- Rapidly watermarks large numbers of photos; chooses light or dark text automatically, based on background
- Poor user interface design; expensive for what it can do
Overlay multiple images with transparent watermark text.
It’s very easy for people to steal photographic work that has been posted online, without crediting the author, unless that work has been watermarked (overlaid with semi-transparent text). Watermarking is a feature so common among photo editing and management utilities that it’s essentially a bullet-point on the list of things virtually any photo management tool can do. So the mere existence of this eponymous product is a curiosity, but only just that.
Alas, the primary function of TheBatchWatermarks is to, well, watermark large numbers of images all at once. As an additional feature, it will generate output files in a reduced size. The program accepts original files from, and outputs watermarked images in, the common image file formats–JPEG, TIFF, BMP, PNG–as well as PPM and XPM uncompressed bitmaps.
The vendor, also called TheBatchWatermarks, boasts that it the software can automatically determine whether it would be best to use light or dark-colored overlay text, depending on whether the portion of the image where the overlay will appear is dark or light. In tests, I found this feature obnoxious, if only because, when it guessed wrong, part of that watermark became impossible to read with the default, muted color settings, and there are no other options to improve the contrast, such as the use of drop shadows or a background color behind the text. One can change the text color preferences to use a bright, unnatural color for the watermark, but that defeats the purpose of using a semi-transparent, non-distracting watermark in the first place.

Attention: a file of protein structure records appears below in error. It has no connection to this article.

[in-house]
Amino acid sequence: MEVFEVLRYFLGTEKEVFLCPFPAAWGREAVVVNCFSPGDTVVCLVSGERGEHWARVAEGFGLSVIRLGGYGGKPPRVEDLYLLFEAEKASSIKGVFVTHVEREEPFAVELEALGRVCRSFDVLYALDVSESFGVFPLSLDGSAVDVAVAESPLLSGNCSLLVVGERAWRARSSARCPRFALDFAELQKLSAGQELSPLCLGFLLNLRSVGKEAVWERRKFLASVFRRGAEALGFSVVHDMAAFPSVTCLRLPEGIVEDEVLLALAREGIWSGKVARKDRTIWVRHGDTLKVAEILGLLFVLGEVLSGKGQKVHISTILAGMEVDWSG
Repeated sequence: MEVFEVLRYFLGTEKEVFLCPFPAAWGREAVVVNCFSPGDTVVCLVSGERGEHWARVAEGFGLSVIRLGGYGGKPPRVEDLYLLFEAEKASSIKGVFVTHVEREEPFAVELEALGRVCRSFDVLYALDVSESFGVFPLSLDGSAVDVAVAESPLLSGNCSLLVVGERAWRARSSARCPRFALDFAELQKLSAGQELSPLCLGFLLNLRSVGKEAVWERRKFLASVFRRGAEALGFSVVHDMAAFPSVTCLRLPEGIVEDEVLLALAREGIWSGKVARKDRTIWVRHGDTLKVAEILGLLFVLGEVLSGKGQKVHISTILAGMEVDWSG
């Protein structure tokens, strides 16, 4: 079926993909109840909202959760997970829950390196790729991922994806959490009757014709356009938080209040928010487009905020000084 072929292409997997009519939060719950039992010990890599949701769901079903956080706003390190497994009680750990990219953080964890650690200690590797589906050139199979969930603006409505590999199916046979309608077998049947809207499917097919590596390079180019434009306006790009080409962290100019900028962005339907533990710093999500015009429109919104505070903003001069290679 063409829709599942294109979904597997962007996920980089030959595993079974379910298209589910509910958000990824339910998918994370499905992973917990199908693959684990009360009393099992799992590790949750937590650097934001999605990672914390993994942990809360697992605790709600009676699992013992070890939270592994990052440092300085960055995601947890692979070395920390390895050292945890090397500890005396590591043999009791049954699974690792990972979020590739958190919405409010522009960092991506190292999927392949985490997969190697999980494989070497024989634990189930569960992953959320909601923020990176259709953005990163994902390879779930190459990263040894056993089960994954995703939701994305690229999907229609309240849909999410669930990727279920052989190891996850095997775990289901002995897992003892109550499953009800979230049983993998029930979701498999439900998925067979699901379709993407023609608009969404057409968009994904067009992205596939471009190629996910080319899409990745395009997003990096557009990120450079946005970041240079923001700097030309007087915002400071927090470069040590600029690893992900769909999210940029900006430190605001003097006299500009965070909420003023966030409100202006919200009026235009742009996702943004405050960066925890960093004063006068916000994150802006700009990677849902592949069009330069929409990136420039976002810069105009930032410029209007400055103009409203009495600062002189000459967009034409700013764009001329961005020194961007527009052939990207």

TheBatchWatermarks’ interface also has a checkbox that, when filled in, appends adds the copyright symbol to any text entered into the program’s text box. The author’s disdain for Character Map perplexes. You can choose to justify the watermark text in one of nine positions: right, center, or left vertically, and top, middle, or bottom horizontally.
Unfortunately, TheBatchWatermarks doesn’t remember your preferences (or the watermark text, for that matter) from one execution to the next. D’oh.
The demo version of TheBatchWatermarks overlays an additional, giant “unregistered” watermark smack in the middle of any image you watermark. The registered version (which costs an unjustifiably high $27 for home users, and a you-must-be-joking $119 for businesses) removes this message.
One can’t configure the naming convention of TBW’s output files, or their resolution: In tests with 300dpi input files, the program produced watermarked files in a reduced, 96dpi resolution. The resulting files were about 20 percent of the size of my originals, even with the overlay text. As long as you don’t accidentally overwrite your original files, it works fine for what it’s intended to do.
Seeing as the watermarking or text overlay feature is so common, in far better photo management or editing tools, and TheBatchWatermarks’ execution (at best) leaves a lot to be desired, I’d recommend giving TheBatchWatermarks a pass. You’re going to be better off with almost anything else, including the freebie utility named Watermark Image Software–or even Microsoft Paint.